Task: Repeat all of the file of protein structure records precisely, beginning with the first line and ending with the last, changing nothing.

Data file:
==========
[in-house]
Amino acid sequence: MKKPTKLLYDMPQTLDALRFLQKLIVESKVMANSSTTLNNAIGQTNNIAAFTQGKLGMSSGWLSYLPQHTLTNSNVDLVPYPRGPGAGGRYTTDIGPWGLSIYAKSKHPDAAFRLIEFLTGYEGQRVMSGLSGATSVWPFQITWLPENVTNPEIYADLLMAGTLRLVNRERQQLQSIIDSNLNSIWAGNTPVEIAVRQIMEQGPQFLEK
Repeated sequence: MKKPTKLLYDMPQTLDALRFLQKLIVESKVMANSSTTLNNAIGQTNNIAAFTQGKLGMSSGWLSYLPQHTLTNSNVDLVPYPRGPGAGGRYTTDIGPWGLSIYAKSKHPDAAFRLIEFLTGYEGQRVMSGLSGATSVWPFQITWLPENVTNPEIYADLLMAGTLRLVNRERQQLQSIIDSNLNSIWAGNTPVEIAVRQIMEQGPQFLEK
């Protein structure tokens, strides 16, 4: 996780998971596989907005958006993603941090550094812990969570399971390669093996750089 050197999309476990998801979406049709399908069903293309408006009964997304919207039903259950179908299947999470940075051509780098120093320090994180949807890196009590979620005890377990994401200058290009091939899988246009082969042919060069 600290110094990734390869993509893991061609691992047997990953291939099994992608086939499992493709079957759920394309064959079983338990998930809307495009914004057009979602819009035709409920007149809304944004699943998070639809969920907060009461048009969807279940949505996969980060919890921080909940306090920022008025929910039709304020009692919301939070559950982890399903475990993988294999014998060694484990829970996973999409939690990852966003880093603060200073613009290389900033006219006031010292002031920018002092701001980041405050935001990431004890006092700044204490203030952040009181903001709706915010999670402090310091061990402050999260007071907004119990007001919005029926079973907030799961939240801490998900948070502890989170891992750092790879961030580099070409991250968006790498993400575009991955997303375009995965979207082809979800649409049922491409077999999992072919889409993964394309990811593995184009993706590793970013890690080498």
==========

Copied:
[in-house]
Amino acid sequence: MKKPTKLLYDMPQTLDALRFLQKLIVESKVMANSSTTLNNAIGQTNNIAAFTQGKLGMSSGWLSYLPQHTLTNSNVDLVPYPRGPGAGGRYTTDIGPWGLSIYAKSKHPDAAFRLIEFLTGYEGQRVMSGLSGATSVWPFQITWLPENVTNPEIYADLLMAGTLRLVNRERQQLQSIIDSNLNSIWAGNTPVEIAVRQIMEQGPQFLEK
Repeated sequence: MKKPTKLLYDMPQTLDALRFLQKLIVESKVMANSSTTLNNAIGQTNNIAAFTQGKLGMSSGWLSYLPQHTLTNSNVDLVPYPRGPGAGGRYTTDIGPWGLSIYAKSKHPDAAFRLIEFLTGYEGQRVMSGLSGATSVWPFQITWLPENVTNPEIYADLLMAGTLRLVNRERQQLQSIIDSNLNSIWAGNTPVEIAVRQIMEQGPQFLEK
């Protein structure tokens, strides 16, 4: 996780998971596989907005958006993603941090550094812990969570399971390669093996750089 050197999309476990998801979406049709399908069903293309408006009964997304919207039903259950179908299947999470940075051509780098120093320090994180949807890196009590979620005890377990994401200058290009091939899988246009082969042919060069 600290110094990734390869993509893991061609691992047997990953291939099994992608086939499992493709079957759920394309064959079983338990998930809307495009914004057009979602819009035709409920007149809304944004699943998070639809969920907060009461048009969807279940949505996969980060919890921080909940306090920022008025929910039709304020009692919301939070559950982890399903475990993988294999014998060694484990829970996973999409939690990852966003880093603060200073613009290389900033006219006031010292002031920018002092701001980041405050935001990431004890006092700044204490203030952040009181903001709706915010999670402090310091061990402050999260007071907004119990007001919005029926079973907030799961939240801490998900948070502890989170891992750092790879961030580099070409991250968006790498993400575009991955997303375009995965979207082809979800649409049922491409077999999992072919889409993964394309990811593995184009993706590793970013890690080498």